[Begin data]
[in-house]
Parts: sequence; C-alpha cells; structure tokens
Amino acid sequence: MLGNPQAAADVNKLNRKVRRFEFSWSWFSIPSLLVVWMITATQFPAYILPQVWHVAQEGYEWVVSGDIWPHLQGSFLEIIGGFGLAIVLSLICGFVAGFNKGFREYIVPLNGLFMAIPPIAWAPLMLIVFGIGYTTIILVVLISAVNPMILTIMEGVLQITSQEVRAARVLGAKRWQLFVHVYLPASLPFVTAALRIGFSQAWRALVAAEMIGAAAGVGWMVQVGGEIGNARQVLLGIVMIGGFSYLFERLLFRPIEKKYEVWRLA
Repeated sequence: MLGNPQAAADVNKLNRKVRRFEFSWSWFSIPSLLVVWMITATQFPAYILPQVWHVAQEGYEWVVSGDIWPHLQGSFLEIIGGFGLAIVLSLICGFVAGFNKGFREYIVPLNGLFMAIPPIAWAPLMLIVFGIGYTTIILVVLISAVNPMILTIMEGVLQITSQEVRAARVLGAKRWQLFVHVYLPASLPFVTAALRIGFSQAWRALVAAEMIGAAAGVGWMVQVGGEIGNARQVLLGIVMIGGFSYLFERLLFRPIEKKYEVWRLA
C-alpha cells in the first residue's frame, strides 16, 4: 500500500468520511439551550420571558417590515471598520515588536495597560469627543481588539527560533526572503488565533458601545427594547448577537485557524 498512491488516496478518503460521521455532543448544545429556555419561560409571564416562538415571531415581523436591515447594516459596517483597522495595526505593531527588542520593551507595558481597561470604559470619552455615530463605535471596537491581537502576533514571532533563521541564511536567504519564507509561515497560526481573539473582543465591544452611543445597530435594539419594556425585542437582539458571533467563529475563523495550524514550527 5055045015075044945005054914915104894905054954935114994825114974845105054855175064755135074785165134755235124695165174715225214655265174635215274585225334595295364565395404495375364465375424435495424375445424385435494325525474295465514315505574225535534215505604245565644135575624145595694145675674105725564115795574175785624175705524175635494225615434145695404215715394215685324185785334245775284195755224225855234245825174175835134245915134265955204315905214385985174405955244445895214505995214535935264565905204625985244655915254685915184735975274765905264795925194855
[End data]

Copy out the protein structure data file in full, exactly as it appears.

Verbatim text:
[in-house]
Parts: sequence; C-alpha cells; structure tokens
Amino acid sequence: MLGNPQAAADVNKLNRKVRRFEFSWSWFSIPSLLVVWMITATQFPAYILPQVWHVAQEGYEWVVSGDIWPHLQGSFLEIIGGFGLAIVLSLICGFVAGFNKGFREYIVPLNGLFMAIPPIAWAPLMLIVFGIGYTTIILVVLISAVNPMILTIMEGVLQITSQEVRAARVLGAKRWQLFVHVYLPASLPFVTAALRIGFSQAWRALVAAEMIGAAAGVGWMVQVGGEIGNARQVLLGIVMIGGFSYLFERLLFRPIEKKYEVWRLA
Repeated sequence: MLGNPQAAADVNKLNRKVRRFEFSWSWFSIPSLLVVWMITATQFPAYILPQVWHVAQEGYEWVVSGDIWPHLQGSFLEIIGGFGLAIVLSLICGFVAGFNKGFREYIVPLNGLFMAIPPIAWAPLMLIVFGIGYTTIILVVLISAVNPMILTIMEGVLQITSQEVRAARVLGAKRWQLFVHVYLPASLPFVTAALRIGFSQAWRALVAAEMIGAAAGVGWMVQVGGEIGNARQVLLGIVMIGGFSYLFERLLFRPIEKKYEVWRLA
C-alpha cells in the first residue's frame, strides 16, 4: 500500500468520511439551550420571558417590515471598520515588536495597560469627543481588539527560533526572503488565533458601545427594547448577537485557524 498512491488516496478518503460521521455532543448544545429556555419561560409571564416562538415571531415581523436591515447594516459596517483597522495595526505593531527588542520593551507595558481597561470604559470619552455615530463605535471596537491581537502576533514571532533563521541564511536567504519564507509561515497560526481573539473582543465591544452611543445597530435594539419594556425585542437582539458571533467563529475563523495550524514550527 5055045015075044945005054914915104894905054954935114994825114974845105054855175064755135074785165134755235124695165174715225214655265174635215274585225334595295364565395404495375364465375424435495424375445424385435494325525474295465514315505574225535534215505604245565644135575624145595694145675674105725564115795574175785624175705524175635494225615434145695404215715394215685324185785334245775284195755224225855234245825174175835134245915134265955204315905214385985174405955244445895214505995214535935264565905204625985244655915254685915184735975274765905264795925194855